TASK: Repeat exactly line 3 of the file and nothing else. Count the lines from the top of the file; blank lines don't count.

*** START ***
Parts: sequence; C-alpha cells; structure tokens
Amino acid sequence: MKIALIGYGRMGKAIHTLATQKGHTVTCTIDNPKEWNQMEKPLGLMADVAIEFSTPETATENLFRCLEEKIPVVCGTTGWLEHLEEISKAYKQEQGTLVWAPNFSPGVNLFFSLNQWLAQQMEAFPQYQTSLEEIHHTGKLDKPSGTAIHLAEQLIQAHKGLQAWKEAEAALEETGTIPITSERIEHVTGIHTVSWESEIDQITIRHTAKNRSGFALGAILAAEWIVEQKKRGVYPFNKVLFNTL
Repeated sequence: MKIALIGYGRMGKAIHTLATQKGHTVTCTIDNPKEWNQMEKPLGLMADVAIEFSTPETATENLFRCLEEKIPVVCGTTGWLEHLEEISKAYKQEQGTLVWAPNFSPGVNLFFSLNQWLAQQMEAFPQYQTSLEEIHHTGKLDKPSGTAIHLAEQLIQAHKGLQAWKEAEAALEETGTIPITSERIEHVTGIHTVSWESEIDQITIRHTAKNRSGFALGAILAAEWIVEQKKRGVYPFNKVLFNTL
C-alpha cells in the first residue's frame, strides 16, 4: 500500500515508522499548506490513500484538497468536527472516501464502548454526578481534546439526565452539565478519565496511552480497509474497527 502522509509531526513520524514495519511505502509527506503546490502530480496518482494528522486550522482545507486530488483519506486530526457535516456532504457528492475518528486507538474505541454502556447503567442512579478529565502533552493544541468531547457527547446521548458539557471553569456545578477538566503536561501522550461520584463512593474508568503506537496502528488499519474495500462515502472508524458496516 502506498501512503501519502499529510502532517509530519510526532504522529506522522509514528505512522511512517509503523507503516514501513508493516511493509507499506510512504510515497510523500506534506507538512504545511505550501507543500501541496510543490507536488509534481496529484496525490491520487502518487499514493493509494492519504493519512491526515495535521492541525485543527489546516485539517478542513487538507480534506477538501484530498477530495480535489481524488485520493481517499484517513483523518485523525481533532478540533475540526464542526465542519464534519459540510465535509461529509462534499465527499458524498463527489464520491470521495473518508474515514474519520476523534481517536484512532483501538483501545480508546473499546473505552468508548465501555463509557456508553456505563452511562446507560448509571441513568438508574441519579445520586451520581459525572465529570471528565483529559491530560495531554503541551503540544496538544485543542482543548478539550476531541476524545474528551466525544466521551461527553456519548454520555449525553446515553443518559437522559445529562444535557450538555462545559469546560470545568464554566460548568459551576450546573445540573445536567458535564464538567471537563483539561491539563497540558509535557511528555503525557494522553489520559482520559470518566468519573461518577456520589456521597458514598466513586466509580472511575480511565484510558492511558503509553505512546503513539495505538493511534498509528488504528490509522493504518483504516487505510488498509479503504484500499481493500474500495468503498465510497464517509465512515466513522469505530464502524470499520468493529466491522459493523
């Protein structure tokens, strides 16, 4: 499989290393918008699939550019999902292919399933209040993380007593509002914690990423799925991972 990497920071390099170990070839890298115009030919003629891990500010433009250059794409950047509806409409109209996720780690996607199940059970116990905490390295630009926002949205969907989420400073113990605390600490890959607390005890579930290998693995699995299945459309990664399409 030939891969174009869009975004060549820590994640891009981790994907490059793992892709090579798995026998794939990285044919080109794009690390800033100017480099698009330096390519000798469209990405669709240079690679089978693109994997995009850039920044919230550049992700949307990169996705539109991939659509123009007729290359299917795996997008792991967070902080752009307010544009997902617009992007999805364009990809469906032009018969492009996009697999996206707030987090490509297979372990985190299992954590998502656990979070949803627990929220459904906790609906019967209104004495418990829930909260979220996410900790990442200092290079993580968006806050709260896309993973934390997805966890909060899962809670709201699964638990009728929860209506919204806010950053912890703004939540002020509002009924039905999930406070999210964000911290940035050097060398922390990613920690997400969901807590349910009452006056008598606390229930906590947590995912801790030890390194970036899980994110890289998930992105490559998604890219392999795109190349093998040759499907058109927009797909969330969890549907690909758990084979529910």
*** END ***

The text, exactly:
Repeated sequence: MKIALIGYGRMGKAIHTLATQKGHTVTCTIDNPKEWNQMEKPLGLMADVAIEFSTPETATENLFRCLEEKIPVVCGTTGWLEHLEEISKAYKQEQGTLVWAPNFSPGVNLFFSLNQWLAQQMEAFPQYQTSLEEIHHTGKLDKPSGTAIHLAEQLIQAHKGLQAWKEAEAALEETGTIPITSERIEHVTGIHTVSWESEIDQITIRHTAKNRSGFALGAILAAEWIVEQKKRGVYPFNKVLFNTL